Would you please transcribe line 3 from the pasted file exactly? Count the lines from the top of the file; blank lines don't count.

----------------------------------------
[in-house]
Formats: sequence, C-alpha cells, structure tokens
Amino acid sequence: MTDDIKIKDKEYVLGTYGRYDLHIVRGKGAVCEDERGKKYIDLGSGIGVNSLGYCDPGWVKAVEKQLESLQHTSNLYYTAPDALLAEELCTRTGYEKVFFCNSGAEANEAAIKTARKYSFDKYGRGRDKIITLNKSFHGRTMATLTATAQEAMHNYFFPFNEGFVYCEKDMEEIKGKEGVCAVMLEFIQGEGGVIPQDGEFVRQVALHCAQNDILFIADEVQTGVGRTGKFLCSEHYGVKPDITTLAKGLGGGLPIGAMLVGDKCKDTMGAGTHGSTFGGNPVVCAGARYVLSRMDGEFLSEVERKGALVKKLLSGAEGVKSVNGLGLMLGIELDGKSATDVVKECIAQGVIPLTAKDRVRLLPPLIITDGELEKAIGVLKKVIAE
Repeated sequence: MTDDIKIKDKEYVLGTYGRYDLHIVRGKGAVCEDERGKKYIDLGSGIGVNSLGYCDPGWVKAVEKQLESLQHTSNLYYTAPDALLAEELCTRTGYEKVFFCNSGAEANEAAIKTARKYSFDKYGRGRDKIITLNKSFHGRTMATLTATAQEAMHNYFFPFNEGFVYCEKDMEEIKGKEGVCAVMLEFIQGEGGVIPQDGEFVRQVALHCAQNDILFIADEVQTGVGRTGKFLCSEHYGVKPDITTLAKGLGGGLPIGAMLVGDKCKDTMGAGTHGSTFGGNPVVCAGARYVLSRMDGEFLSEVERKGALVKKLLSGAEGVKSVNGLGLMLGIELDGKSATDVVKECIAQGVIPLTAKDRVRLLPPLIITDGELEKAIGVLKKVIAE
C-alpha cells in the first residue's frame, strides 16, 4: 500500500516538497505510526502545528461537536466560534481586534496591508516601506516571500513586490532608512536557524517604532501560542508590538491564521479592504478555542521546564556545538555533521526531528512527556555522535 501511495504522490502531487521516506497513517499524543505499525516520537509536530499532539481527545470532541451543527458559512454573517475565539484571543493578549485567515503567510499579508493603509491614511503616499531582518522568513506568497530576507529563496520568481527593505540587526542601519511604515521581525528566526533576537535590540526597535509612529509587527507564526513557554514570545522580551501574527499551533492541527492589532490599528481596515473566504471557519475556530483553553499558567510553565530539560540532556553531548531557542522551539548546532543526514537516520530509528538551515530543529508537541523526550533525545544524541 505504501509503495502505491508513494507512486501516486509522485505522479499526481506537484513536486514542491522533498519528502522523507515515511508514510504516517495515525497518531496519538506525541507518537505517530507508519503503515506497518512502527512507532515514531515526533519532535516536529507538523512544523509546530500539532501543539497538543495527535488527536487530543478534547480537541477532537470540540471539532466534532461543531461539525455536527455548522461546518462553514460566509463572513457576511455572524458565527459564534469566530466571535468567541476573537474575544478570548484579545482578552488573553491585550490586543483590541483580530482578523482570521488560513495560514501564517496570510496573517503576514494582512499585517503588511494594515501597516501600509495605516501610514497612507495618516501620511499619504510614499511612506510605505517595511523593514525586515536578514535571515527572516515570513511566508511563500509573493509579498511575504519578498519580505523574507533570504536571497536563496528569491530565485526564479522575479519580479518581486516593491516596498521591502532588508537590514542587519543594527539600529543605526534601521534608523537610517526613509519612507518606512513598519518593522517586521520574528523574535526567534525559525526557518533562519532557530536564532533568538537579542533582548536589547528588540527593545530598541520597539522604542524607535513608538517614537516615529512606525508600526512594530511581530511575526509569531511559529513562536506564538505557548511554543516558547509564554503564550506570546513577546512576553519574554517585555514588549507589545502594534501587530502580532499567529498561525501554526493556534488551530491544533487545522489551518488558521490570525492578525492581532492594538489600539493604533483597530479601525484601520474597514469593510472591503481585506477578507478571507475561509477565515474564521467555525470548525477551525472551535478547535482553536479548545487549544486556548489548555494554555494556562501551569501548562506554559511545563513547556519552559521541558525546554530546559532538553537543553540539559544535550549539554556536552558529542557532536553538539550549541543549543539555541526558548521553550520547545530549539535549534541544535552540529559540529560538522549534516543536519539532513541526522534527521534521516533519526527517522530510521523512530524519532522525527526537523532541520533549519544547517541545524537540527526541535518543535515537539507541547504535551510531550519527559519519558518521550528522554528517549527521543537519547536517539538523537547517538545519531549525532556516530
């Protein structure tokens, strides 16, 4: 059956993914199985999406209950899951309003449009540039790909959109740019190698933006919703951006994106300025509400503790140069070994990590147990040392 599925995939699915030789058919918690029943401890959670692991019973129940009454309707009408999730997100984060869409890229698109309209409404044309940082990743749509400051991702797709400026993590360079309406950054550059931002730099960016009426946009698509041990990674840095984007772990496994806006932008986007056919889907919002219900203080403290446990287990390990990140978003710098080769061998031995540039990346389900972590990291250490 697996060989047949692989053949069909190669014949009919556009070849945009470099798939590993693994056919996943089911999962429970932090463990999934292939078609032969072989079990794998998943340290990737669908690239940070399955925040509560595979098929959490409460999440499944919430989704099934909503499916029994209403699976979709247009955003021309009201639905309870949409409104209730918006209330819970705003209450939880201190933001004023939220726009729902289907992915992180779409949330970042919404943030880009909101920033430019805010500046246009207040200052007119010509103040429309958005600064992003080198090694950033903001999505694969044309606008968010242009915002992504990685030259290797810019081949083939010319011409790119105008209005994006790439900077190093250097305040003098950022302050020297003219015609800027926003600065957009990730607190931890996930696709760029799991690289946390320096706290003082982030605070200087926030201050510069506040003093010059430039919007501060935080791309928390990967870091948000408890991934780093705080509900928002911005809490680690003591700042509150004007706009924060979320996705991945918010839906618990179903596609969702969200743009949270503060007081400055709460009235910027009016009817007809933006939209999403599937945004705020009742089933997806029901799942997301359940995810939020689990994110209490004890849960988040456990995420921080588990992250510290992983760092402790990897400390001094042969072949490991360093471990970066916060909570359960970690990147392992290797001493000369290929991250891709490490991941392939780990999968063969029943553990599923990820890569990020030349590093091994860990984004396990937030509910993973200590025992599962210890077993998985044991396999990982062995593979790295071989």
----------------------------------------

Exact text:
Amino acid sequence: MTDDIKIKDKEYVLGTYGRYDLHIVRGKGAVCEDERGKKYIDLGSGIGVNSLGYCDPGWVKAVEKQLESLQHTSNLYYTAPDALLAEELCTRTGYEKVFFCNSGAEANEAAIKTARKYSFDKYGRGRDKIITLNKSFHGRTMATLTATAQEAMHNYFFPFNEGFVYCEKDMEEIKGKEGVCAVMLEFIQGEGGVIPQDGEFVRQVALHCAQNDILFIADEVQTGVGRTGKFLCSEHYGVKPDITTLAKGLGGGLPIGAMLVGDKCKDTMGAGTHGSTFGGNPVVCAGARYVLSRMDGEFLSEVERKGALVKKLLSGAEGVKSVNGLGLMLGIELDGKSATDVVKECIAQGVIPLTAKDRVRLLPPLIITDGELEKAIGVLKKVIAE